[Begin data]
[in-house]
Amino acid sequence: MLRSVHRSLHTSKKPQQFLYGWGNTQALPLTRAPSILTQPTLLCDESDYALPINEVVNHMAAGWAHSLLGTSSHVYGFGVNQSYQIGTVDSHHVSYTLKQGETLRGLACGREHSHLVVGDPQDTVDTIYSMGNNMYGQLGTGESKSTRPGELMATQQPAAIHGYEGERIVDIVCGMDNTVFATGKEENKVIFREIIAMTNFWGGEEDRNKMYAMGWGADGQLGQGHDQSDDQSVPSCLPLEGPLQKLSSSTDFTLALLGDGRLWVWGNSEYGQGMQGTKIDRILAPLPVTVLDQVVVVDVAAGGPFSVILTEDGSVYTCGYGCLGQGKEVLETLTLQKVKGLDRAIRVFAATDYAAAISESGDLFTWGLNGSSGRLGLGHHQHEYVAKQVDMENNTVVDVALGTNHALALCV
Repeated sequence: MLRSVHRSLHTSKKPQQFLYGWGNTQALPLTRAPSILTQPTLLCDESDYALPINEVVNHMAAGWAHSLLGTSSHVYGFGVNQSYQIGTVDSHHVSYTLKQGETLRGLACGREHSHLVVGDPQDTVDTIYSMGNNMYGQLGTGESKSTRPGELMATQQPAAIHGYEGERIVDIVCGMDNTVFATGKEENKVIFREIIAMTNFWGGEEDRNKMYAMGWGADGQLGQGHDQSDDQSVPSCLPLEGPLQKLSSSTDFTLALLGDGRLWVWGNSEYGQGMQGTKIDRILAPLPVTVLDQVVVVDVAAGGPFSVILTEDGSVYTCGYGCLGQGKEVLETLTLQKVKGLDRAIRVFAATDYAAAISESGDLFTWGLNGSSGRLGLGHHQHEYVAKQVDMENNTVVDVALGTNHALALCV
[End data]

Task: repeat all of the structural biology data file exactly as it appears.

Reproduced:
[in-house]
Amino acid sequence: MLRSVHRSLHTSKKPQQFLYGWGNTQALPLTRAPSILTQPTLLCDESDYALPINEVVNHMAAGWAHSLLGTSSHVYGFGVNQSYQIGTVDSHHVSYTLKQGETLRGLACGREHSHLVVGDPQDTVDTIYSMGNNMYGQLGTGESKSTRPGELMATQQPAAIHGYEGERIVDIVCGMDNTVFATGKEENKVIFREIIAMTNFWGGEEDRNKMYAMGWGADGQLGQGHDQSDDQSVPSCLPLEGPLQKLSSSTDFTLALLGDGRLWVWGNSEYGQGMQGTKIDRILAPLPVTVLDQVVVVDVAAGGPFSVILTEDGSVYTCGYGCLGQGKEVLETLTLQKVKGLDRAIRVFAATDYAAAISESGDLFTWGLNGSSGRLGLGHHQHEYVAKQVDMENNTVVDVALGTNHALALCV
Repeated sequence: MLRSVHRSLHTSKKPQQFLYGWGNTQALPLTRAPSILTQPTLLCDESDYALPINEVVNHMAAGWAHSLLGTSSHVYGFGVNQSYQIGTVDSHHVSYTLKQGETLRGLACGREHSHLVVGDPQDTVDTIYSMGNNMYGQLGTGESKSTRPGELMATQQPAAIHGYEGERIVDIVCGMDNTVFATGKEENKVIFREIIAMTNFWGGEEDRNKMYAMGWGADGQLGQGHDQSDDQSVPSCLPLEGPLQKLSSSTDFTLALLGDGRLWVWGNSEYGQGMQGTKIDRILAPLPVTVLDQVVVVDVAAGGPFSVILTEDGSVYTCGYGCLGQGKEVLETLTLQKVKGLDRAIRVFAATDYAAAISESGDLFTWGLNGSSGRLGLGHHQHEYVAKQVDMENNTVVDVALGTNHALALCV